Why Facebook Wants You To Buy Their Phone. A-hum!
Can a software or cloud computing company become successful building and selling its own smartphone? Of course it can -- but analysts believe Facebook will need more than a $1 billion investment in Instagram or a wish upon a starry-eyed dream. Does it all come down to data generated by searches, member profiles, and clicks on ads?
Facebook will need an "asymmetric pricing model" that encompasses ad-supported features, and paid or free software and/or hardware, according to Trip Chowdhry, managing director of Global Equities Research. "Mark Zuckerberg needs to step down as CEO and become VP of software development," he said. "Developing a phone would be the stupidest thing the company could do because the model is capital intensive in a crowded space. You don't do what everyone else does."
One service could become cloud storage to support the slew of mobile data generated from apps. IDC estimates that 2011 revenue for worldwide storage services from the mounds of data collected will reach $3.3 billion by 2016 worldwide -- up from $804.5 million in 2011.
But Chowdhry believes Facebook lacks vision for inventing new products and services similar to Apple and Google. Lack of vision creates a cold stock. The lack of a solid mobile advertising or services strategy to support growth will also weigh down the company.
"In the world where HTML5 will dominate, Facebook needs to invent an application publishing platform that sits in-between the developer and the browser," writes Chowdhry in a research note. He tells us this platform should allow a developer to create an application in any of their favorite tools -- which could be from Microsoft, Google, Mozilla, Adobe or any other open-source tool -- and then transparently publish it to any application Web store, could be Google's Chrome Store, Apple App Store, or Microsoft App Store.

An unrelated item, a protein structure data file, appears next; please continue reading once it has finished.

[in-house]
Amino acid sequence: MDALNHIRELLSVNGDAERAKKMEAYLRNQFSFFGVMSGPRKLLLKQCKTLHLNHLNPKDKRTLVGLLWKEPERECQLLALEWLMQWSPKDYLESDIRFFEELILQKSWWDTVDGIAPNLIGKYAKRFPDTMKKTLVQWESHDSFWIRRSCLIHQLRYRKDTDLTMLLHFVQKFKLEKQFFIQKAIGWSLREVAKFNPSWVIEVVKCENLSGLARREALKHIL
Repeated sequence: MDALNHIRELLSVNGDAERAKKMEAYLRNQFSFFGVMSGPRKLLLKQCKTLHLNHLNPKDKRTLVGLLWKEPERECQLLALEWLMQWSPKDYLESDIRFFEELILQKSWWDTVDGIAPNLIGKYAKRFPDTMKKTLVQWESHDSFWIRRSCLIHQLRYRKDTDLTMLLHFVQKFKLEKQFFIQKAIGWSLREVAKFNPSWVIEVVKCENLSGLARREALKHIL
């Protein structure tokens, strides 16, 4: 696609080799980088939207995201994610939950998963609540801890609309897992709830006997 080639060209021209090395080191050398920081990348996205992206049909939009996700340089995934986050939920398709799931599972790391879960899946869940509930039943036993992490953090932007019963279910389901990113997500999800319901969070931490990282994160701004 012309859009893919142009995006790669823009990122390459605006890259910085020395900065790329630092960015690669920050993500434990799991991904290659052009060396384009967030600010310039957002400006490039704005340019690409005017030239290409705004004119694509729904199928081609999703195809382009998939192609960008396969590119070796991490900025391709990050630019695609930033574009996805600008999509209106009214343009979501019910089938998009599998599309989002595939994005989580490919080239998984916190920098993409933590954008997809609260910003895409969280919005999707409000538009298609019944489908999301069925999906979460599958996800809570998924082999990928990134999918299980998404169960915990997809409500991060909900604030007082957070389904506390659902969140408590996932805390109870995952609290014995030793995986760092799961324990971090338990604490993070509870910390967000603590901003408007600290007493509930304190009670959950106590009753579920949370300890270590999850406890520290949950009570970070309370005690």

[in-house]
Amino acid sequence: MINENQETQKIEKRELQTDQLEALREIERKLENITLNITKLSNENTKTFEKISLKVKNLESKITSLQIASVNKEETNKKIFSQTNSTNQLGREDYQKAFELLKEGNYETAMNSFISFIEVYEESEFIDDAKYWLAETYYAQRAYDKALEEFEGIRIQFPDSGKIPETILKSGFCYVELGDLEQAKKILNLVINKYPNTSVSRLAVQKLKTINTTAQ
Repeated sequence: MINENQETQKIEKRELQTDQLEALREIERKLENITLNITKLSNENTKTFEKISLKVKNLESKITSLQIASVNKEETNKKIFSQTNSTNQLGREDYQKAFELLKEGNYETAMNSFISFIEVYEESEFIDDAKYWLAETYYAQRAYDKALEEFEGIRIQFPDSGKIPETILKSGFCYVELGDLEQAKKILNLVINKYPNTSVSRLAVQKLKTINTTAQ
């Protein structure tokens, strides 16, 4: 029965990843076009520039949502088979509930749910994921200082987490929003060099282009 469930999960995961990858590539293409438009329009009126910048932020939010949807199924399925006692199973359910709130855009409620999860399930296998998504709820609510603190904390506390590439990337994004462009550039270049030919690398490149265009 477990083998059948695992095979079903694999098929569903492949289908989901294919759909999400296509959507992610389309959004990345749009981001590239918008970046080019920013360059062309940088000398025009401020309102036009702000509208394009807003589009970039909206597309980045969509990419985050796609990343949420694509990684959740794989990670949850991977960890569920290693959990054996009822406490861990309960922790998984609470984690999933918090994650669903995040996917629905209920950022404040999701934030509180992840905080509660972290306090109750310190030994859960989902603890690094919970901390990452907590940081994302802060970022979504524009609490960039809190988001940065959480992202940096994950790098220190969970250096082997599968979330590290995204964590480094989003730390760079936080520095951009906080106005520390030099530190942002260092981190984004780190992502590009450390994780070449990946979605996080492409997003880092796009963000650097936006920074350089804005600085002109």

Any rumor related to Facebook buying the mobile browser Opera is just an attempt to hype the stock, Chowdhry told MediaPost.
As a public company, Facebook needs to focus on margins and profit. The stock continues to slide, down 7.71% as of 12:20 Eastern Time from the $31.46 opening on Tuesday. Software and cloud services can generate in general about 30% profit margins versus 5% to 7% percent from hardware, according to Ray Wang, principal analyst and CEO at Constellation Research.
Although The New York Times reports that "employees of Facebook and several engineers who have been sought out by recruiters there, as well as people briefed on Facebook's plans, say the company hopes to release its own smartphone by next year," Chowdhry believes Facebook doesn't have the internal technical skills or talent to develop or pull it off. Asking if I would drop my iPhone for a Facebook phone, he said the company should concentrate on innovation, services and hardware that no one else offers.
Would Opera complete Facebook's strategy to introduce a smartphone into the market? And would you give up your Google Android operating device or Apple iPhone? Last year All Things Digital reported that Facebook was in partnership with HTC to develop a phone. If Facebook develops a mobile phone, the biggest consideration becomes contracting out to a manufacturer in China or Vietnam to build the device, or buying a manufacturing arm to do it for them. Microsoft and Amazon are two successful companies that began in software and moved to hardware, but the model doesn't always work.